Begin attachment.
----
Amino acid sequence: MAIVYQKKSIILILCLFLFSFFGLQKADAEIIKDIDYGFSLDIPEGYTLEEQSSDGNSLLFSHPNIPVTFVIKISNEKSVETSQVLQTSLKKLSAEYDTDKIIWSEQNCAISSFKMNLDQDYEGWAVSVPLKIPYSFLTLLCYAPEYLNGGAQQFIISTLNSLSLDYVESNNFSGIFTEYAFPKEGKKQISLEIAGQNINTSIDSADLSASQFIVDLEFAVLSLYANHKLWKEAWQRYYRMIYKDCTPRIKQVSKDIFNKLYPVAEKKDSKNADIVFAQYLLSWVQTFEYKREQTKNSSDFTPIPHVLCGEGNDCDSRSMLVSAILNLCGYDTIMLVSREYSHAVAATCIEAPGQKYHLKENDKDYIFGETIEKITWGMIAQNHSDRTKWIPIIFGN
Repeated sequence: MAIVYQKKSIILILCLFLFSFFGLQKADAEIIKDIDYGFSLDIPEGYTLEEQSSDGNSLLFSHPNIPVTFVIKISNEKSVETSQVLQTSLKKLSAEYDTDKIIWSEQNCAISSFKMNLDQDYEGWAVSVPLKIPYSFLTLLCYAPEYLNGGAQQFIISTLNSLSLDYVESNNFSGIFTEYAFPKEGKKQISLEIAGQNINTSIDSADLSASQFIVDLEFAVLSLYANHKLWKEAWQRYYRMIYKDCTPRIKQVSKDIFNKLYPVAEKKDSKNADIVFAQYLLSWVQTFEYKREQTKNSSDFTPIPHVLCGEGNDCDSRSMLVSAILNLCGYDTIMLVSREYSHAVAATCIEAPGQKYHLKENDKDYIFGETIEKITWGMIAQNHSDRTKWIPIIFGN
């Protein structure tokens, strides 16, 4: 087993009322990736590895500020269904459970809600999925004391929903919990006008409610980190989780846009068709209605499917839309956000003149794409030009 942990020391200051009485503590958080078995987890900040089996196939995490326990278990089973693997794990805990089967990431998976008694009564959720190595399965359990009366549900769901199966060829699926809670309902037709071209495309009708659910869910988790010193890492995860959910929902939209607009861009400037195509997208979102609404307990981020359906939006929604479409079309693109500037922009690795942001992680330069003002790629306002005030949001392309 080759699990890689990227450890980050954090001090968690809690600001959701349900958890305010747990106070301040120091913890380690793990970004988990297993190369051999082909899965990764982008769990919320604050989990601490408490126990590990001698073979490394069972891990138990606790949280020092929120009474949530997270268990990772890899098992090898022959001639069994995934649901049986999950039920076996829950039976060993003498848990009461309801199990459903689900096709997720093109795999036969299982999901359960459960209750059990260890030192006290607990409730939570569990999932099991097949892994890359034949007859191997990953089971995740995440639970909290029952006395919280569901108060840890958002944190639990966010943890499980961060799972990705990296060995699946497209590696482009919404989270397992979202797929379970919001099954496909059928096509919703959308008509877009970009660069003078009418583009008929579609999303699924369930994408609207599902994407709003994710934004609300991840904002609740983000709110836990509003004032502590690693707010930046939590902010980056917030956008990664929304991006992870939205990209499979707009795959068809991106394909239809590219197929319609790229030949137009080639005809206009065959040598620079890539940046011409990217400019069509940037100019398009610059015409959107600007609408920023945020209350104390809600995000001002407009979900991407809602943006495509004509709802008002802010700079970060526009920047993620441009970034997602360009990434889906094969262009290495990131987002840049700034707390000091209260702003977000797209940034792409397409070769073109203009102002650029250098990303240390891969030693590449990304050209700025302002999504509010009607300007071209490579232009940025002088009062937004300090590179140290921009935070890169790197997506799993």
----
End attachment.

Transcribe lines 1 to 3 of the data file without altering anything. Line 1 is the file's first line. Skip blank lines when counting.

Amino acid sequence: MAIVYQKKSIILILCLFLFSFFGLQKADAEIIKDIDYGFSLDIPEGYTLEEQSSDGNSLLFSHPNIPVTFVIKISNEKSVETSQVLQTSLKKLSAEYDTDKIIWSEQNCAISSFKMNLDQDYEGWAVSVPLKIPYSFLTLLCYAPEYLNGGAQQFIISTLNSLSLDYVESNNFSGIFTEYAFPKEGKKQISLEIAGQNINTSIDSADLSASQFIVDLEFAVLSLYANHKLWKEAWQRYYRMIYKDCTPRIKQVSKDIFNKLYPVAEKKDSKNADIVFAQYLLSWVQTFEYKREQTKNSSDFTPIPHVLCGEGNDCDSRSMLVSAILNLCGYDTIMLVSREYSHAVAATCIEAPGQKYHLKENDKDYIFGETIEKITWGMIAQNHSDRTKWIPIIFGN
Repeated sequence: MAIVYQKKSIILILCLFLFSFFGLQKADAEIIKDIDYGFSLDIPEGYTLEEQSSDGNSLLFSHPNIPVTFVIKISNEKSVETSQVLQTSLKKLSAEYDTDKIIWSEQNCAISSFKMNLDQDYEGWAVSVPLKIPYSFLTLLCYAPEYLNGGAQQFIISTLNSLSLDYVESNNFSGIFTEYAFPKEGKKQISLEIAGQNINTSIDSADLSASQFIVDLEFAVLSLYANHKLWKEAWQRYYRMIYKDCTPRIKQVSKDIFNKLYPVAEKKDSKNADIVFAQYLLSWVQTFEYKREQTKNSSDFTPIPHVLCGEGNDCDSRSMLVSAILNLCGYDTIMLVSREYSHAVAATCIEAPGQKYHLKENDKDYIFGETIEKITWGMIAQNHSDRTKWIPIIFGN
């Protein structure tokens, strides 16, 4: 087993009322990736590895500020269904459970809600999925004391929903919990006008409610980190989780846009068709209605499917839309956000003149794409030009 942990020391200051009485503590958080078995987890900040089996196939995490326990278990089973693997794990805990089967990431998976008694009564959720190595399965359990009366549900769901199966060829699926809670309902037709071209495309009708659910869910988790010193890492995860959910929902939209607009861009400037195509997208979102609404307990981020359906939006929604479409079309693109500037922009690795942001992680330069003002790629306002005030949001392309 080759699990890689990227450890980050954090001090968690809690600001959701349900958890305010747990106070301040120091913890380690793990970004988990297993190369051999082909899965990764982008769990919320604050989990601490408490126990590990001698073979490394069972891990138990606790949280020092929120009474949530997270268990990772890899098992090898022959001639069994995934649901049986999950039920076996829950039976060993003498848990009461309801199990459903689900096709997720093109795999036969299982999901359960459960209750059990260890030192006290607990409730939570569990999932099991097949892994890359034949007859191997990953089971995740995440639970909290029952006395919280569901108060840890958002944190639990966010943890499980961060799972990705990296060995699946497209590696482009919404989270397992979202797929379970919001099954496909059928096509919703959308008509877009970009660069003078009418583009008929579609999303699924369930994408609207599902994407709003994710934004609300991840904002609740983000709110836990509003004032502590690693707010930046939590902010980056917030956008990664929304991006992870939205990209499979707009795959068809991106394909239809590219197929319609790229030949137009080639005809206009065959040598620079890539940046011409990217400019069509940037100019398009610059015409959107600007609408920023945020209350104390809600995000001002407009979900991407809602943006495509004509709802008002802010700079970060526009920047993620441009970034997602360009990434889906094969262009290495990131987002840049700034707390000091209260702003977000797209940034792409397409070769073109203009102002650029250098990303240390891969030693590449990304050209700025302002999504509010009607300007071209490579232009940025002088009062937004300090590179140290921009935070890169790197997506799993």